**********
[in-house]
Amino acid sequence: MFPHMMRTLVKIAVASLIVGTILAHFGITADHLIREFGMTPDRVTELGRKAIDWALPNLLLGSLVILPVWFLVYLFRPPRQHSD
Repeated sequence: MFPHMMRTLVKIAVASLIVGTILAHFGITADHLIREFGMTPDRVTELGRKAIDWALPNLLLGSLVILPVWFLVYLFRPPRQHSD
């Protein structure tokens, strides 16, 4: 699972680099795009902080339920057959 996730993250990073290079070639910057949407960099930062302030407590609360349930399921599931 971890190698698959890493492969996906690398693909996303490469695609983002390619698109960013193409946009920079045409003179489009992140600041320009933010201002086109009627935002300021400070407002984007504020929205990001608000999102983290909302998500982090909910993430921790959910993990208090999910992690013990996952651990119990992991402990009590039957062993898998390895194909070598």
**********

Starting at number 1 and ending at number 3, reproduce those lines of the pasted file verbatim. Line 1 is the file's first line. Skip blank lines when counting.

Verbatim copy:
[in-house]
Amino acid sequence: MFPHMMRTLVKIAVASLIVGTILAHFGITADHLIREFGMTPDRVTELGRKAIDWALPNLLLGSLVILPVWFLVYLFRPPRQHSD
Repeated sequence: MFPHMMRTLVKIAVASLIVGTILAHFGITADHLIREFGMTPDRVTELGRKAIDWALPNLLLGSLVILPVWFLVYLFRPPRQHSD